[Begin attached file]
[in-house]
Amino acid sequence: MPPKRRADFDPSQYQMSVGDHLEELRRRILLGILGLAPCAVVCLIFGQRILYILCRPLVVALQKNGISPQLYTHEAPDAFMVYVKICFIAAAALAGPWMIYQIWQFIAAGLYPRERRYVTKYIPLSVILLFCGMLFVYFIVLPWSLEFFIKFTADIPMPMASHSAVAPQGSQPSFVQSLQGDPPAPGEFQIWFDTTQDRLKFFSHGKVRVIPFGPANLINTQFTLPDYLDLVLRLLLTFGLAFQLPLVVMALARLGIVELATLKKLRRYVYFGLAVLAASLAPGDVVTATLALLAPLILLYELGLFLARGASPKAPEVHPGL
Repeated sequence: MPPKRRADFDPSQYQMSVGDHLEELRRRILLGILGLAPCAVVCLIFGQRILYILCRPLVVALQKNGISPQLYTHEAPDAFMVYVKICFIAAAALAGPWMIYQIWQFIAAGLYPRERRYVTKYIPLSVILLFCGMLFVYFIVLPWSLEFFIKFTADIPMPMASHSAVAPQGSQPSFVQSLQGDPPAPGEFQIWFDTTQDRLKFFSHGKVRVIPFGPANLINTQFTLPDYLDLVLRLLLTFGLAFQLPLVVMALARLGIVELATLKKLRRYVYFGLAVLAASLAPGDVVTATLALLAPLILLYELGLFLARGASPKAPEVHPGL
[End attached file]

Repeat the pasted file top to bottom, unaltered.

[in-house]
Amino acid sequence: MPPKRRADFDPSQYQMSVGDHLEELRRRILLGILGLAPCAVVCLIFGQRILYILCRPLVVALQKNGISPQLYTHEAPDAFMVYVKICFIAAAALAGPWMIYQIWQFIAAGLYPRERRYVTKYIPLSVILLFCGMLFVYFIVLPWSLEFFIKFTADIPMPMASHSAVAPQGSQPSFVQSLQGDPPAPGEFQIWFDTTQDRLKFFSHGKVRVIPFGPANLINTQFTLPDYLDLVLRLLLTFGLAFQLPLVVMALARLGIVELATLKKLRRYVYFGLAVLAASLAPGDVVTATLALLAPLILLYELGLFLARGASPKAPEVHPGL
Repeated sequence: MPPKRRADFDPSQYQMSVGDHLEELRRRILLGILGLAPCAVVCLIFGQRILYILCRPLVVALQKNGISPQLYTHEAPDAFMVYVKICFIAAAALAGPWMIYQIWQFIAAGLYPRERRYVTKYIPLSVILLFCGMLFVYFIVLPWSLEFFIKFTADIPMPMASHSAVAPQGSQPSFVQSLQGDPPAPGEFQIWFDTTQDRLKFFSHGKVRVIPFGPANLINTQFTLPDYLDLVLRLLLTFGLAFQLPLVVMALARLGIVELATLKKLRRYVYFGLAVLAASLAPGDVVTATLALLAPLILLYELGLFLARGASPKAPEVHPGL